The African Queen was released December 23, 1951. It is a British-American adventure film adapted from a 1935 novel by C.S. Forester. It was photographed in Technicolor. The film stars Humphrey Bogart (who won the Academy Award for Best Actor – his only Oscar), and Katharine Hepburn with Robert Morley, Peter Bull, Walter Gotell, Richard Marner and Theodore Bikel.
The African Queen was selected for preservation in the United States National Film Registry in 1994, with the Library of Congress deeming it "culturally, historically or aesthetically significant".
In 1951, two of the world's most beloved — and highest-paid — movie stars, Katharine Hepburn and Humphrey Bogart filmed in sweltering jungles around the Belgian Congo (today is known as the Democratic Republic of the Congo) spending seven weeks filming a WWI-era romantic-comedy-adventure film about a hard-drinking riverboat captain, Charlie Allnut (Bogart), and his burgeoning love affair with a prim Christian missionary, Rose Sayer (Hepburn).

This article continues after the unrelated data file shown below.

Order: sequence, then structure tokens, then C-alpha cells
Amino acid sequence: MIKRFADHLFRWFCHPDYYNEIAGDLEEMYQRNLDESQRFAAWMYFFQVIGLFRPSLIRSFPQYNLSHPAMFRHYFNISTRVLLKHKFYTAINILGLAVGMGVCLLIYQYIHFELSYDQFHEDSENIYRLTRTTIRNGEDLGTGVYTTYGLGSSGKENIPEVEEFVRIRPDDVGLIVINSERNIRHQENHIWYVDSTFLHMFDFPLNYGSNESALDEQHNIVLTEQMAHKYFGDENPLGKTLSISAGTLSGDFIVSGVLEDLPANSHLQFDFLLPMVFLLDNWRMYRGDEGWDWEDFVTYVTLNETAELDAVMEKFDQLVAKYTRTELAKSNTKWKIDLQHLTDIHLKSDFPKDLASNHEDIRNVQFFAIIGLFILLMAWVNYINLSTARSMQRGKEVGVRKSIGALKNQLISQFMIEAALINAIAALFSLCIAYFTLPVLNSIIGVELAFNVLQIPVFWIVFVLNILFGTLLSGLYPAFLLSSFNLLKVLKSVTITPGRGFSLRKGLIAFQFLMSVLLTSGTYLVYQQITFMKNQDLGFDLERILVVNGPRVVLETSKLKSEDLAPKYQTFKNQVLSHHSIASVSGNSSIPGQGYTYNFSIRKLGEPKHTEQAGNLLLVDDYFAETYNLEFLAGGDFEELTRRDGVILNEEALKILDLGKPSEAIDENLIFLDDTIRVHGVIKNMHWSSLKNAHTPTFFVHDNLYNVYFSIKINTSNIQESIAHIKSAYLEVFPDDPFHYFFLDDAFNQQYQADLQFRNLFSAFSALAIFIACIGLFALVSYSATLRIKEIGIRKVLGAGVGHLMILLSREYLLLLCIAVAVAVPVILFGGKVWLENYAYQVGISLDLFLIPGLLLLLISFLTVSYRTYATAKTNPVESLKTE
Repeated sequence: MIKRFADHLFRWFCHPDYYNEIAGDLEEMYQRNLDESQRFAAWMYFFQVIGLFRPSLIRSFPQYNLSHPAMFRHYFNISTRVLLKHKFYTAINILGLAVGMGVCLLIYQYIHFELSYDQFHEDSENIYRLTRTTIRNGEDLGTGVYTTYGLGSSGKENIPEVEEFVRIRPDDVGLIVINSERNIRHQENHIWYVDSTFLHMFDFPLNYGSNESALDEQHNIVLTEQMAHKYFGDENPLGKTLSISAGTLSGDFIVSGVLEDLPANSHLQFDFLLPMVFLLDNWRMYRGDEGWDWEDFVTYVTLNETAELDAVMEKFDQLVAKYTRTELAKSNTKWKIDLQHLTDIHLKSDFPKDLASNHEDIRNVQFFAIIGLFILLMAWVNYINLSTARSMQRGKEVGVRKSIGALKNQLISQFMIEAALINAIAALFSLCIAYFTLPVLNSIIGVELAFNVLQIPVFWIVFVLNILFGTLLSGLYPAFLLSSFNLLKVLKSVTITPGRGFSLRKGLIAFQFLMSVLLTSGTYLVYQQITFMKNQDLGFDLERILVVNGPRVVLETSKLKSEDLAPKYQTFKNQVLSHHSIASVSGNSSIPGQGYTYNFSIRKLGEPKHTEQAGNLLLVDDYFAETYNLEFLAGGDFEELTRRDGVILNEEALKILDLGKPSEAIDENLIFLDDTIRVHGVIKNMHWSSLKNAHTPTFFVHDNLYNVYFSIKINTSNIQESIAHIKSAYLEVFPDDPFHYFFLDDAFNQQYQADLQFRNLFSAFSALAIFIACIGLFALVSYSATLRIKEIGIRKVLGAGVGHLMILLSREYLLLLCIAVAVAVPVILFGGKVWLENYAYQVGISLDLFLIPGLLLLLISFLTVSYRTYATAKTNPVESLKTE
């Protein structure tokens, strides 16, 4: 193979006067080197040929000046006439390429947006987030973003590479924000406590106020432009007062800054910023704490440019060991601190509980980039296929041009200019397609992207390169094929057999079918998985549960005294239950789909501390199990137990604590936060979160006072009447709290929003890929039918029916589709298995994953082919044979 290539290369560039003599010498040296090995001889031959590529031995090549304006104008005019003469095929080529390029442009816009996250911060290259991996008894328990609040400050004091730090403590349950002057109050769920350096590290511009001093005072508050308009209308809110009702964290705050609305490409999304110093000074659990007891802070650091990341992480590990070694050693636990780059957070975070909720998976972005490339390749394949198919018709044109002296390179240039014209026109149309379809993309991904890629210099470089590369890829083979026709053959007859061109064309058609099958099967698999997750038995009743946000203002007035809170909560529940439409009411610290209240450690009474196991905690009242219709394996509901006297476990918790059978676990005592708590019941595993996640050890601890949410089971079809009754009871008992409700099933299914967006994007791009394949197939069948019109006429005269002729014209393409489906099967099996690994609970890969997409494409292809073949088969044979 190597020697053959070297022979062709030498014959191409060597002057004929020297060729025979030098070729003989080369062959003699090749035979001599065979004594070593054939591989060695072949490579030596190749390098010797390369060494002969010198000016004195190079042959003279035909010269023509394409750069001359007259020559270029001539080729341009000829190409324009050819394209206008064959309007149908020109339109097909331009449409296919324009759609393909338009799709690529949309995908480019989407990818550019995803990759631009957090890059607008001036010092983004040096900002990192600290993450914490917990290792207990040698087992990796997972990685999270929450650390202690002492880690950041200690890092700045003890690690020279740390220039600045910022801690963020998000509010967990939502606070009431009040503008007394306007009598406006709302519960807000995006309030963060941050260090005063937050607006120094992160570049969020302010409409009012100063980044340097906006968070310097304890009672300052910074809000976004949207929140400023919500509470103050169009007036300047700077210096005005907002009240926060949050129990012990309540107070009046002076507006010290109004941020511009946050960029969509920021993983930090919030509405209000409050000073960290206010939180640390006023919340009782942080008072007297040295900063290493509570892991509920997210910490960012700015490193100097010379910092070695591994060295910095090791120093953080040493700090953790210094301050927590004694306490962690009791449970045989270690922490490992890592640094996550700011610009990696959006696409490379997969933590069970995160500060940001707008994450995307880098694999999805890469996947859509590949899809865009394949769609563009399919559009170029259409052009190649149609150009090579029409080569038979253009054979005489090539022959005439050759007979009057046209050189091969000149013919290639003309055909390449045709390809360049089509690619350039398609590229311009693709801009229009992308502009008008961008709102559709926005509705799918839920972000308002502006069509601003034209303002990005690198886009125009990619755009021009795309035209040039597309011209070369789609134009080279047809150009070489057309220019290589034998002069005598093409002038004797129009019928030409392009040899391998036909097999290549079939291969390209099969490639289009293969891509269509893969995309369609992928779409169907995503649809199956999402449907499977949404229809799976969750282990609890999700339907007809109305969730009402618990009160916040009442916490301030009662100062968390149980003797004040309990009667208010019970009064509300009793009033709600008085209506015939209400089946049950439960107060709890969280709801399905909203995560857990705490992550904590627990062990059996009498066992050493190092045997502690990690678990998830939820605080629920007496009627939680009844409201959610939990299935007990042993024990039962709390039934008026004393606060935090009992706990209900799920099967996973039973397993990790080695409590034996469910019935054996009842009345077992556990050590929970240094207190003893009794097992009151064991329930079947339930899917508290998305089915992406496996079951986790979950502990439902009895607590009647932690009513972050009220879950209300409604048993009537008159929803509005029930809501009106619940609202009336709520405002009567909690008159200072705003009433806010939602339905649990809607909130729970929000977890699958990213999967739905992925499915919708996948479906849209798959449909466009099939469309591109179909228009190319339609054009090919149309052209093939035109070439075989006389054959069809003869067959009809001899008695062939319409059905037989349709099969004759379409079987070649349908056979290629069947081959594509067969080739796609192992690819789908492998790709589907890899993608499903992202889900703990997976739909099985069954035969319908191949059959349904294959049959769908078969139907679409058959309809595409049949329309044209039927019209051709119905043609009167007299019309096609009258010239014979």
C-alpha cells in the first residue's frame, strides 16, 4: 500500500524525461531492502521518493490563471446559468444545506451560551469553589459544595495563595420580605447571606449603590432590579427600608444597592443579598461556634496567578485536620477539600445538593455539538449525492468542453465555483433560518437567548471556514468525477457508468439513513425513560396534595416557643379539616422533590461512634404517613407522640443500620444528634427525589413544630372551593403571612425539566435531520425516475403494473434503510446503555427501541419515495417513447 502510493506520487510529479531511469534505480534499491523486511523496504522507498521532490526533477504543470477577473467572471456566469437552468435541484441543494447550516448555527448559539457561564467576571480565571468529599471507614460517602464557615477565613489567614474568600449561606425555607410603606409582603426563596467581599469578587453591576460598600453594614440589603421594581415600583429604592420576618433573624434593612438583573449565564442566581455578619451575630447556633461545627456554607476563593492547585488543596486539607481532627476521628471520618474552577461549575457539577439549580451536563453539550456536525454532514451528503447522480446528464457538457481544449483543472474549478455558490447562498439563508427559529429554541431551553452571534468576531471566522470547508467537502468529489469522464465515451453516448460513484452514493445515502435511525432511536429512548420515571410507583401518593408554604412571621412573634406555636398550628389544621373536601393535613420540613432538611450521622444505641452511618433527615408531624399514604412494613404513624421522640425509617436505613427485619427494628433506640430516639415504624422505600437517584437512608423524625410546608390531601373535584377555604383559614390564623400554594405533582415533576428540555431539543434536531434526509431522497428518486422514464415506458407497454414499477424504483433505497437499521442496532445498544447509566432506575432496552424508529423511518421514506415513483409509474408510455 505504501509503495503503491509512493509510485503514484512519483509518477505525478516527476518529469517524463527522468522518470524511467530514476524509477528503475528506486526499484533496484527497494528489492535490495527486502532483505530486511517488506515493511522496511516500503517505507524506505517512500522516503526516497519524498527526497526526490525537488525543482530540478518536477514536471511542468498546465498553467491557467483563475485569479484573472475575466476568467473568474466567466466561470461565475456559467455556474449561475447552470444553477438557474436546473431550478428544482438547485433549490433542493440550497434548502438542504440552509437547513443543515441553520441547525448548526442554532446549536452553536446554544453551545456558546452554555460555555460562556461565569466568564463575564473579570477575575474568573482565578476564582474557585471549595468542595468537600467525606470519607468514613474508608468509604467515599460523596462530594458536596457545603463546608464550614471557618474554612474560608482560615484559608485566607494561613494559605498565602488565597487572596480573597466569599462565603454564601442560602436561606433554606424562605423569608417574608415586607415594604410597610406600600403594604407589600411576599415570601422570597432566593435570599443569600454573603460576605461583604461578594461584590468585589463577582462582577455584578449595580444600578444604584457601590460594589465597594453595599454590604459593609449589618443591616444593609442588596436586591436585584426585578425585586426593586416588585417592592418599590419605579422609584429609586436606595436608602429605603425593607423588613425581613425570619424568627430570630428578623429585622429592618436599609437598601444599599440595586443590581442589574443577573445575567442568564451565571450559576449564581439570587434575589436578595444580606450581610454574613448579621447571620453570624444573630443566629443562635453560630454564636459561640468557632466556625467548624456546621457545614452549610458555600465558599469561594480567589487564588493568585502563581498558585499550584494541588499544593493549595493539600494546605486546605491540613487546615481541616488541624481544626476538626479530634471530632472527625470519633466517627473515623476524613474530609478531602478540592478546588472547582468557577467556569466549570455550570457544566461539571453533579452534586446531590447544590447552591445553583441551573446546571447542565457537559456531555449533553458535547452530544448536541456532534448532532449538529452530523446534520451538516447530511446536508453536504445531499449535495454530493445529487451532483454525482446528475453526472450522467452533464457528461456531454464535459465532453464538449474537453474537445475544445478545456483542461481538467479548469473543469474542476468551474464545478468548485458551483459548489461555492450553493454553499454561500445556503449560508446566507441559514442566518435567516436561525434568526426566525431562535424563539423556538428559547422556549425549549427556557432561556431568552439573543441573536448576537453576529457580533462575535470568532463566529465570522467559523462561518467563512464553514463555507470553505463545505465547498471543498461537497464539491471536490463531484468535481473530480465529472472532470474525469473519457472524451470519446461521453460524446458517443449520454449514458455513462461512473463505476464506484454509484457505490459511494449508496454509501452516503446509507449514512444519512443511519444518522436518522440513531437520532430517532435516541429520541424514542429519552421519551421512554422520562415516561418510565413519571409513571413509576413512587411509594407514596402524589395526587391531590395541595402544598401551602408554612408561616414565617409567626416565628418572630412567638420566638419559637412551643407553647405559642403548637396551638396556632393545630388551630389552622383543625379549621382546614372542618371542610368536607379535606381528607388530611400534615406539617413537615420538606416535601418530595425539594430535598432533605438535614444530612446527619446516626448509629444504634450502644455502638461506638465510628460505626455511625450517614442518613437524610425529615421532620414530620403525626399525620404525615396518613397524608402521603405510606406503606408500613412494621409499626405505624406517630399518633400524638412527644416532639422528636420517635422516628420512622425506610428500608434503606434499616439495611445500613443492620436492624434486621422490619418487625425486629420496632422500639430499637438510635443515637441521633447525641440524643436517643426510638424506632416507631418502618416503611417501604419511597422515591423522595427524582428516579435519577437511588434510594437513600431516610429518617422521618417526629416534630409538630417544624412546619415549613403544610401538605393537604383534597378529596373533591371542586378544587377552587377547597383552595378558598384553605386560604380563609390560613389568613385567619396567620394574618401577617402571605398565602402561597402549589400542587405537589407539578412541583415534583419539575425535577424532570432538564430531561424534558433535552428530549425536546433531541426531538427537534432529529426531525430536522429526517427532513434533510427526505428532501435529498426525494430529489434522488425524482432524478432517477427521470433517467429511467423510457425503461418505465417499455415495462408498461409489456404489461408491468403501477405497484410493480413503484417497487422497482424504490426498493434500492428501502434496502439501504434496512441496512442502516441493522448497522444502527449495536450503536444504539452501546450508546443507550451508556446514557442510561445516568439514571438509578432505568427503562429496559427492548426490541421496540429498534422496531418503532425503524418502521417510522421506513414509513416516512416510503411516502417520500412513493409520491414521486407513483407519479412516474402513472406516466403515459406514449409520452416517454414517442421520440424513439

The shoot was often a grueling experience for the crew, particularly
Hepburn, who suffered from dysentery caused by contaminated water. She refused to let it affect her work and never missed a day of filming. Unlike Hepburn and much of the crew, both Bogart and Huston remained healthy throughout the shoot.